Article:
After a long hiatus and extended travel time, Ed Sheeran released his third album “÷”, read as “divide”. The novelty of his math symbol title pattern continues with “Divide” following the “Multiply” (“x’) and “Plus” (“+”) offerings. “Divide” steers us between Sheeran’s heart-felt ballads and distinctive acoustic, pop songs with the addition of some newly folk-inspired sounds.
Let this sink in for a moment, a week or so after it’s release, there were a staggering ‘nine’ tracks from Ed Sheeran’s Divide album in the top ten singles chart.
The two singles so far from the album, “Castle on the Hill” and “Shape of You,” were released on the same day, and lend insight into the two music streams for which Sheeran is known. If you haven’t heard ‘Shape of You’ yet, I’m not sure what rock you have been under. It hasn’t reached “Thinking Out Loud” stratosphere levels yet but wow, I hear that song everywhere. “Castle on the Hill” is an upbeat pop ballad, that has Sheeran styling all over it. Sheeran’s strengths lies in his sincerity and storytelling skills, he brings you along with him and lights up your imagination, sparking the visual cortex of our minds eye. The album starts off with a song that threw me a bit in “Eraser”, Ed Sheeran…rapping? After the second verse I was grooving to it though and although I’m not sure if this will be a huge song, it lends itself to Sheerans desire to evolve and experiment with his music.
The folksy offerings “Galway Girl” (which almost didn’t make the album) is ironically preposterous and catchy, and later “Nancy Mulligan” are definitely two of my favorites on the album that get your toes tapping and if you’re not bopping a bit to the latter song I’d be shocked.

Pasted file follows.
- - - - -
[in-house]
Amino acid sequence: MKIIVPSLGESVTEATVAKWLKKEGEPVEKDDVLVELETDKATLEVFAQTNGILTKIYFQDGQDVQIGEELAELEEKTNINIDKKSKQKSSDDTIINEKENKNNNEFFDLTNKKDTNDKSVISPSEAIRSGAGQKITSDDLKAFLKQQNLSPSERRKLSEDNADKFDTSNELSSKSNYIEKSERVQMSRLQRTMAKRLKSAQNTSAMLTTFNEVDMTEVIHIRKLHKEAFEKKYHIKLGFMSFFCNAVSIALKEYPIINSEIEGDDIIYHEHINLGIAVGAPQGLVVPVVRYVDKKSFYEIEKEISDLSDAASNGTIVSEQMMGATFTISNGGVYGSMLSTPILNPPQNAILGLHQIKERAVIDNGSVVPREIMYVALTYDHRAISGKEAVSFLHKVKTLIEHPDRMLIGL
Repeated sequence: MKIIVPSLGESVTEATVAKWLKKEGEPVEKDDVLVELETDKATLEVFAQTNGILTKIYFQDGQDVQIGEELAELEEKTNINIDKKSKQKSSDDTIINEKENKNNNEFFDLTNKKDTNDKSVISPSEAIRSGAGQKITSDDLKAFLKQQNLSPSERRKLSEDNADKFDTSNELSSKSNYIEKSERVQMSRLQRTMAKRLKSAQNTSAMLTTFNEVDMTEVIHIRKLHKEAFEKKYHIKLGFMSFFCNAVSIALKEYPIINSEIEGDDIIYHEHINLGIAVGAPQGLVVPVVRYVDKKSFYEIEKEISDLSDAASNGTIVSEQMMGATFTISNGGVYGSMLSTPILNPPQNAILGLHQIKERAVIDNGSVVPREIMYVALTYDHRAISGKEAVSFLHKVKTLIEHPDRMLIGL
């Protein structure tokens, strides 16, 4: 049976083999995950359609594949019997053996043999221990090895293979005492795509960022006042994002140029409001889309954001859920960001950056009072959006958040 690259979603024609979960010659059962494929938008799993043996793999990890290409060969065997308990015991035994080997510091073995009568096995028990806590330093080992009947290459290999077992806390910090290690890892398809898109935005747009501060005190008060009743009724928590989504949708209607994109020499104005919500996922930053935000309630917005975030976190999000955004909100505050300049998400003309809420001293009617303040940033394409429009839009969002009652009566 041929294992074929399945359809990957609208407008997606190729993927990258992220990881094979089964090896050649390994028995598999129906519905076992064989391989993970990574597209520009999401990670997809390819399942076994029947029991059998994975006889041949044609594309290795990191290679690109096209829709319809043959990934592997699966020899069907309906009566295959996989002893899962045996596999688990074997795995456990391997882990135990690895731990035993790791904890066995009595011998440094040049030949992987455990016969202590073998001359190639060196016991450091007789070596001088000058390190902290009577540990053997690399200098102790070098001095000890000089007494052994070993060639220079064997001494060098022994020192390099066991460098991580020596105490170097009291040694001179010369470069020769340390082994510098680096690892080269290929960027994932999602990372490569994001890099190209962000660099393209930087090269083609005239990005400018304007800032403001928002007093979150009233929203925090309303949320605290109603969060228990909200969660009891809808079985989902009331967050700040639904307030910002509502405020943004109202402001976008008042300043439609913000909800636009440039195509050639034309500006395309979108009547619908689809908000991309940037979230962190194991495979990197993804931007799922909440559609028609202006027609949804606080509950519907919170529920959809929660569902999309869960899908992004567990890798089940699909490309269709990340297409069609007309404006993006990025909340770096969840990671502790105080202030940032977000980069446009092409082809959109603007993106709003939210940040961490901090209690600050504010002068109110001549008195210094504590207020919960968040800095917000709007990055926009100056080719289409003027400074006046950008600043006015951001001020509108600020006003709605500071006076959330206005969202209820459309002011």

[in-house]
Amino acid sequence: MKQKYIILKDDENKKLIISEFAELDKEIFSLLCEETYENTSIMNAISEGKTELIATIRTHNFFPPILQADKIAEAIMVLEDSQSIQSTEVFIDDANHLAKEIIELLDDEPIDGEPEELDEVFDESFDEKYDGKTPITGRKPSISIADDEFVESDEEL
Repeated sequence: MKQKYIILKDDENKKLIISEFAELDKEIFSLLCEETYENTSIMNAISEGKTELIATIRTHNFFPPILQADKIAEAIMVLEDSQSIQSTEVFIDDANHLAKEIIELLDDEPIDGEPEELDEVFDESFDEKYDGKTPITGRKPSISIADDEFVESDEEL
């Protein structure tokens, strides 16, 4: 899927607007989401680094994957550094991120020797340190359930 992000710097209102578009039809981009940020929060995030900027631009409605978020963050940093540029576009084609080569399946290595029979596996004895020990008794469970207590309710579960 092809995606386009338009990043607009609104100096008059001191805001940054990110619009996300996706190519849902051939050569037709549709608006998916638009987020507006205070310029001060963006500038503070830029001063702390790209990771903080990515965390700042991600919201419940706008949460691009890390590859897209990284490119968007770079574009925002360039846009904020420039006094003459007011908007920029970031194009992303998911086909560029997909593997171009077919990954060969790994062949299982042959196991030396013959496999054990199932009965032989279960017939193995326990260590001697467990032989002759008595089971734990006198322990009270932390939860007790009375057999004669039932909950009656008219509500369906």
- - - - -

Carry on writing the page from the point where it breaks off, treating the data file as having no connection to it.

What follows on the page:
To me it appears that Sheeran has mathmatically (see what I did there) styled this album to dip in as many flavors and audiences as possible. Sheeran possesses a knack for delivering albums that are almost guaranteed to have songs charting.
“Perfect” is full on icing sugar; it’s the school dance, 45rpm ballad that should be make you roll your eyes, but doesn’t. Nothing about its musicality or arrangement is original but the validity of the song is pretty undeniable. You can totally see it in a flashback film to the 50’s and on that film’s soundtrack. I’m sure that it will grace many a summer 2017 wedding soundtrack, moments for which it was built for. “Dive” is a wonderful ballad that slips into Sheeran’s vocal rasp that is typically hidden on most songs. “Supermarket Flowers” (pass the kleenex please) is a heartfelt song for his grandmother that emotes with the aftermath of her death. If this one doesn’t get you in the ticker, your heart may have stopped. “How Do You Feel” had a very early Bill Joel-esque feeling to it that I enjoyed, a rainy day, cup of coffee by the window song.
I seriously laughed out loud to “What Do I Know” as I literally say those four words frequently after voicing some random opion, a catchy song that will have you hand slapping the steering wheel while you sit in traffic.
The extended edition of the album adds several upbeat, fresh tracks to the end of “Divide”. “Barcelona” incorporates Ed’s travels on his hiatus, giving it a fun, adventurous quality. International flavors abound with Barcelona and “Galway Girl”, the joyful “Bibia Be Ye Ye” features lyrics in Twi, a language spoken in Ghana. The title means “All Will Be Well” (come on, I know you wanted to know) and the rapid beat and fun guitar highlight this song and give it a very Paul Simon – Graceland vibe.
The overwhelmingly talented Sheeran, now 26 years old, has three massive hit albums behind him. Where does he go from here (I suspect an album named “-” Subtract)? One thing that appeals to me about Sheeran is that he is the architect of his own career. His skill of creating an album that effects many an individual and mood is unsurpassed in the industry at the moment in my mind. “Divide” is a strong offering that we will be listening too (at least until the next math symbol) for some time. I give it a strong 8/10, cheers!